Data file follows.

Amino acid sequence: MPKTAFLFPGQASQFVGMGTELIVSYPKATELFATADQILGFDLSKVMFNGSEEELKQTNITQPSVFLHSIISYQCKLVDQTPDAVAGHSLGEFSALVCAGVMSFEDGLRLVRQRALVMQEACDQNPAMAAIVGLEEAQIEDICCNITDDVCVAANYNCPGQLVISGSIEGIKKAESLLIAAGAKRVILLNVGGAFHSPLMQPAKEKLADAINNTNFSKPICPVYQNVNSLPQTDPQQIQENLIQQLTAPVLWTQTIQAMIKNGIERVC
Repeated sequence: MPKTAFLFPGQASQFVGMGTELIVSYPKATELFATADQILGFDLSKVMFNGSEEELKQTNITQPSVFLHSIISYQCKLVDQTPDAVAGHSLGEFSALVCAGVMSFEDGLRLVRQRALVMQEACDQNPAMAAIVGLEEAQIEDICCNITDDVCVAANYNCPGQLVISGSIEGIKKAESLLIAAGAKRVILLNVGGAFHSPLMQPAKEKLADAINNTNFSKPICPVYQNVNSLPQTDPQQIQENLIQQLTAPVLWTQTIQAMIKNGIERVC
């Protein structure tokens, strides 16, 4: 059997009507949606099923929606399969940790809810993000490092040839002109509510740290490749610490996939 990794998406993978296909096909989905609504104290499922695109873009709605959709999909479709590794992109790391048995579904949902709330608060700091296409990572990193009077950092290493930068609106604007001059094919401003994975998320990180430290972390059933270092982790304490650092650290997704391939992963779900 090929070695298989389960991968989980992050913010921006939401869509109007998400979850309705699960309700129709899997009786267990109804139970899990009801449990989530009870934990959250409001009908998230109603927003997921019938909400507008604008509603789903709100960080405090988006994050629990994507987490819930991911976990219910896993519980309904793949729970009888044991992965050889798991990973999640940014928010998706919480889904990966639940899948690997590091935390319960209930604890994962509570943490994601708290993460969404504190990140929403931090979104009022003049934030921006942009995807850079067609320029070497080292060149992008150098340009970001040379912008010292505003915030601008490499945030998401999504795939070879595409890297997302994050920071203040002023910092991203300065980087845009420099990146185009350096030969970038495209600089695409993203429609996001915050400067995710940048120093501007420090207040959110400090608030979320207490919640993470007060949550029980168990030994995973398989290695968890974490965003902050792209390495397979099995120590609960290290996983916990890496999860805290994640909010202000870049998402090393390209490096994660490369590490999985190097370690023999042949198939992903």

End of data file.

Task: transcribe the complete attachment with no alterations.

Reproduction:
Amino acid sequence: MPKTAFLFPGQASQFVGMGTELIVSYPKATELFATADQILGFDLSKVMFNGSEEELKQTNITQPSVFLHSIISYQCKLVDQTPDAVAGHSLGEFSALVCAGVMSFEDGLRLVRQRALVMQEACDQNPAMAAIVGLEEAQIEDICCNITDDVCVAANYNCPGQLVISGSIEGIKKAESLLIAAGAKRVILLNVGGAFHSPLMQPAKEKLADAINNTNFSKPICPVYQNVNSLPQTDPQQIQENLIQQLTAPVLWTQTIQAMIKNGIERVC
Repeated sequence: MPKTAFLFPGQASQFVGMGTELIVSYPKATELFATADQILGFDLSKVMFNGSEEELKQTNITQPSVFLHSIISYQCKLVDQTPDAVAGHSLGEFSALVCAGVMSFEDGLRLVRQRALVMQEACDQNPAMAAIVGLEEAQIEDICCNITDDVCVAANYNCPGQLVISGSIEGIKKAESLLIAAGAKRVILLNVGGAFHSPLMQPAKEKLADAINNTNFSKPICPVYQNVNSLPQTDPQQIQENLIQQLTAPVLWTQTIQAMIKNGIERVC
């Protein structure tokens, strides 16, 4: 059997009507949606099923929606399969940790809810993000490092040839002109509510740290490749610490996939 990794998406993978296909096909989905609504104290499922695109873009709605959709999909479709590794992109790391048995579904949902709330608060700091296409990572990193009077950092290493930068609106604007001059094919401003994975998320990180430290972390059933270092982790304490650092650290997704391939992963779900 090929070695298989389960991968989980992050913010921006939401869509109007998400979850309705699960309700129709899997009786267990109804139970899990009801449990989530009870934990959250409001009908998230109603927003997921019938909400507008604008509603789903709100960080405090988006994050629990994507987490819930991911976990219910896993519980309904793949729970009888044991992965050889798991990973999640940014928010998706919480889904990966639940899948690997590091935390319960209930604890994962509570943490994601708290993460969404504190990140929403931090979104009022003049934030921006942009995807850079067609320029070497080292060149992008150098340009970001040379912008010292505003915030601008490499945030998401999504795939070879595409890297997302994050920071203040002023910092991203300065980087845009420099990146185009350096030969970038495209600089695409993203429609996001915050400067995710940048120093501007420090207040959110400090608030979320207490919640993470007060949550029980168990030994995973398989290695968890974490965003902050792209390495397979099995120590609960290290996983916990890496999860805290994640909010202000870049998402090393390209490096994660490369590490999985190097370690023999042949198939992903």